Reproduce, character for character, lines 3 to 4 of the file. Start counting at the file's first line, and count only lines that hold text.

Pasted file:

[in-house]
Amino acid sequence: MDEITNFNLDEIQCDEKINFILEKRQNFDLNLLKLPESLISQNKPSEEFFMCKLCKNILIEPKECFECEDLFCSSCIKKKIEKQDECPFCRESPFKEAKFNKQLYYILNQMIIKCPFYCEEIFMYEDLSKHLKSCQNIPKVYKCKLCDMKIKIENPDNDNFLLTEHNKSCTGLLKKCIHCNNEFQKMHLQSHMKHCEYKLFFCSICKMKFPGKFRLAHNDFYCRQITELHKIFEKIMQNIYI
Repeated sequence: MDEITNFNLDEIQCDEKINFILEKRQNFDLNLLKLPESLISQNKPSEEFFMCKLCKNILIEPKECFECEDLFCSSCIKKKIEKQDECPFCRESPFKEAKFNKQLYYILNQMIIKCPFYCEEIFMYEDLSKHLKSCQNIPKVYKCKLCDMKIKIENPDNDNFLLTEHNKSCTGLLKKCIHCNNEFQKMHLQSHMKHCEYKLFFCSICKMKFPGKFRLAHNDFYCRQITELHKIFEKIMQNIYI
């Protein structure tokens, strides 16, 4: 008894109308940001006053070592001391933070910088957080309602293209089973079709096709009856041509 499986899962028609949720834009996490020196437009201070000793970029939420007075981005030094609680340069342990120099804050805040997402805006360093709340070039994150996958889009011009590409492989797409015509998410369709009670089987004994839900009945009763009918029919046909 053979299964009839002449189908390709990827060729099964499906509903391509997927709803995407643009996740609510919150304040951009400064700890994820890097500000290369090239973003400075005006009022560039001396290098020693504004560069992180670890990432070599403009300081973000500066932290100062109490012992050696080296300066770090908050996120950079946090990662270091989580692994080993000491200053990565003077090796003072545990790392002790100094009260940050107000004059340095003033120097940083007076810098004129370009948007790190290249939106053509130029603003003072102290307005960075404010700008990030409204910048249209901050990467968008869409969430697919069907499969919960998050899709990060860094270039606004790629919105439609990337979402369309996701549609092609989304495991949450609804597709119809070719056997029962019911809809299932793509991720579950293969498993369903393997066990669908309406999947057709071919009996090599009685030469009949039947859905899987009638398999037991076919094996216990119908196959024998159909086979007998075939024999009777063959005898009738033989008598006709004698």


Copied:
Repeated sequence: MDEITNFNLDEIQCDEKINFILEKRQNFDLNLLKLPESLISQNKPSEEFFMCKLCKNILIEPKECFECEDLFCSSCIKKKIEKQDECPFCRESPFKEAKFNKQLYYILNQMIIKCPFYCEEIFMYEDLSKHLKSCQNIPKVYKCKLCDMKIKIENPDNDNFLLTEHNKSCTGLLKKCIHCNNEFQKMHLQSHMKHCEYKLFFCSICKMKFPGKFRLAHNDFYCRQITELHKIFEKIMQNIYI
């Protein structure tokens, strides 16, 4: 008894109308940001006053070592001391933070910088957080309602293209089973079709096709009856041509 499986899962028609949720834009996490020196437009201070000793970029939420007075981005030094609680340069342990120099804050805040997402805006360093709340070039994150996958889009011009590409492989797409015509998410369709009670089987004994839900009945009763009918029919046909 053979299964009839002449189908390709990827060729099964499906509903391509997927709803995407643009996740609510919150304040951009400064700890994820890097500000290369090239973003400075005006009022560039001396290098020693504004560069992180670890990432070599403009300081973000500066932290100062109490012992050696080296300066770090908050996120950079946090990662270091989580692994080993000491200053990565003077090796003072545990790392002790100094009260940050107000004059340095003033120097940083007076810098004129370009948007790190290249939106053509130029603003003072102290307005960075404010700008990030409204910048249209901050990467968008869409969430697919069907499969919960998050899709990060860094270039606004790629919105439609990337979402369309996701549609092609989304495991949450609804597709119809070719056997029962019911809809299932793509991720579950293969498993369903393997066990669908309406999947057709071919009996090599009685030469009949039947859905899987009638398999037991076919094996216990119908196959024998159909086979007998075939024999009777063959005898009738033989008598006709004698």